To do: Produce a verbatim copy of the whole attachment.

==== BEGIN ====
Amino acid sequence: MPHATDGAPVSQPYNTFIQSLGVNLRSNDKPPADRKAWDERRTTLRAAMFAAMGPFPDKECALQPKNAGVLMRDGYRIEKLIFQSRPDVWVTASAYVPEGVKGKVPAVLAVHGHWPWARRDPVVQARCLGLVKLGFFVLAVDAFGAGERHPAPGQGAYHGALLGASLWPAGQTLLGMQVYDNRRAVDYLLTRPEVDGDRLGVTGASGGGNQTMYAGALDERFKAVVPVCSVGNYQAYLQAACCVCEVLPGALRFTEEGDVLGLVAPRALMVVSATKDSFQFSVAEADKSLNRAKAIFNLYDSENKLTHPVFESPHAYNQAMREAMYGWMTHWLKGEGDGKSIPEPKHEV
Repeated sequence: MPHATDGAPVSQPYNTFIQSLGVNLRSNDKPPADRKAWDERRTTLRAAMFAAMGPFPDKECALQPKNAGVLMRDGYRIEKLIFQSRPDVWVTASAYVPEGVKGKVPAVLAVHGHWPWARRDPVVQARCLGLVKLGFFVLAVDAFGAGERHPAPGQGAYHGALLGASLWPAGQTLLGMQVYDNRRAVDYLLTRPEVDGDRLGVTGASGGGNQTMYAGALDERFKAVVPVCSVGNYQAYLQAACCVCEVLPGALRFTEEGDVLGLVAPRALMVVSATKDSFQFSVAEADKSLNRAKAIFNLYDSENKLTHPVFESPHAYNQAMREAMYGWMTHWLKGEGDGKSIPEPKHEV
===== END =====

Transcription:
Amino acid sequence: MPHATDGAPVSQPYNTFIQSLGVNLRSNDKPPADRKAWDERRTTLRAAMFAAMGPFPDKECALQPKNAGVLMRDGYRIEKLIFQSRPDVWVTASAYVPEGVKGKVPAVLAVHGHWPWARRDPVVQARCLGLVKLGFFVLAVDAFGAGERHPAPGQGAYHGALLGASLWPAGQTLLGMQVYDNRRAVDYLLTRPEVDGDRLGVTGASGGGNQTMYAGALDERFKAVVPVCSVGNYQAYLQAACCVCEVLPGALRFTEEGDVLGLVAPRALMVVSATKDSFQFSVAEADKSLNRAKAIFNLYDSENKLTHPVFESPHAYNQAMREAMYGWMTHWLKGEGDGKSIPEPKHEV
Repeated sequence: MPHATDGAPVSQPYNTFIQSLGVNLRSNDKPPADRKAWDERRTTLRAAMFAAMGPFPDKECALQPKNAGVLMRDGYRIEKLIFQSRPDVWVTASAYVPEGVKGKVPAVLAVHGHWPWARRDPVVQARCLGLVKLGFFVLAVDAFGAGERHPAPGQGAYHGALLGASLWPAGQTLLGMQVYDNRRAVDYLLTRPEVDGDRLGVTGASGGGNQTMYAGALDERFKAVVPVCSVGNYQAYLQAACCVCEVLPGALRFTEEGDVLGLVAPRALMVVSATKDSFQFSVAEADKSLNRAKAIFNLYDSENKLTHPVFESPHAYNQAMREAMYGWMTHWLKGEGDGKSIPEPKHEV